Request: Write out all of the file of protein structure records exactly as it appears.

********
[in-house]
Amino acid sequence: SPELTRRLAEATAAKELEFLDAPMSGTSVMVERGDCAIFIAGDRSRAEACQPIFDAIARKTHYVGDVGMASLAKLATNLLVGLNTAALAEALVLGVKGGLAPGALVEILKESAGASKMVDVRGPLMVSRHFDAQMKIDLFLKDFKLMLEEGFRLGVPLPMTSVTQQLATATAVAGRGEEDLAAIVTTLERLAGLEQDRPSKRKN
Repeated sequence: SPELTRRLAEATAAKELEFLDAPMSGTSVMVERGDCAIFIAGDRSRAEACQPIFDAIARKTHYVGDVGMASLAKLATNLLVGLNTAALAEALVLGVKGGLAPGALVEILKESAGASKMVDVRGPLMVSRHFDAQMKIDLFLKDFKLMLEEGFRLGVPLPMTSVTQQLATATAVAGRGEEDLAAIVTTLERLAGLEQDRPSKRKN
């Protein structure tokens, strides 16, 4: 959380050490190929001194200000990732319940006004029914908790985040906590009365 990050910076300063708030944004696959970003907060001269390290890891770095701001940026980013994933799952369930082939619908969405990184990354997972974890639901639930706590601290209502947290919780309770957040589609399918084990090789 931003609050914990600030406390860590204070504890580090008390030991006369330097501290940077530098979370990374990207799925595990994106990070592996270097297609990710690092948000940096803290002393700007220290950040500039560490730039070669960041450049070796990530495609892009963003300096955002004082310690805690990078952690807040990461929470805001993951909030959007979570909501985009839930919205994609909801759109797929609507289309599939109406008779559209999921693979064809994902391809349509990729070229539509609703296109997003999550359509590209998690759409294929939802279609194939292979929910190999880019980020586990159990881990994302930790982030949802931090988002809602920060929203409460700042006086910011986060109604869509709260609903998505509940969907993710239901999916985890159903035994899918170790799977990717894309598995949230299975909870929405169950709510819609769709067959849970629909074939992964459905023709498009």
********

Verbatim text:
[in-house]
Amino acid sequence: SPELTRRLAEATAAKELEFLDAPMSGTSVMVERGDCAIFIAGDRSRAEACQPIFDAIARKTHYVGDVGMASLAKLATNLLVGLNTAALAEALVLGVKGGLAPGALVEILKESAGASKMVDVRGPLMVSRHFDAQMKIDLFLKDFKLMLEEGFRLGVPLPMTSVTQQLATATAVAGRGEEDLAAIVTTLERLAGLEQDRPSKRKN
Repeated sequence: SPELTRRLAEATAAKELEFLDAPMSGTSVMVERGDCAIFIAGDRSRAEACQPIFDAIARKTHYVGDVGMASLAKLATNLLVGLNTAALAEALVLGVKGGLAPGALVEILKESAGASKMVDVRGPLMVSRHFDAQMKIDLFLKDFKLMLEEGFRLGVPLPMTSVTQQLATATAVAGRGEEDLAAIVTTLERLAGLEQDRPSKRKN
């Protein structure tokens, strides 16, 4: 959380050490190929001194200000990732319940006004029914908790985040906590009365 990050910076300063708030944004696959970003907060001269390290890891770095701001940026980013994933799952369930082939619908969405990184990354997972974890639901639930706590601290209502947290919780309770957040589609399918084990090789 931003609050914990600030406390860590204070504890580090008390030991006369330097501290940077530098979370990374990207799925595990994106990070592996270097297609990710690092948000940096803290002393700007220290950040500039560490730039070669960041450049070796990530495609892009963003300096955002004082310690805690990078952690807040990461929470805001993951909030959007979570909501985009839930919205994609909801759109797929609507289309599939109406008779559209999921693979064809994902391809349509990729070229539509609703296109997003999550359509590209998690759409294929939802279609194939292979929910190999880019980020586990159990881990994302930790982030949802931090988002809602920060929203409460700042006086910011986060109604869509709260609903998505509940969907993710239901999916985890159903035994899918170790799977990717894309598995949230299975909870929405169950709510819609769709067959849970629909074939992964459905023709498009």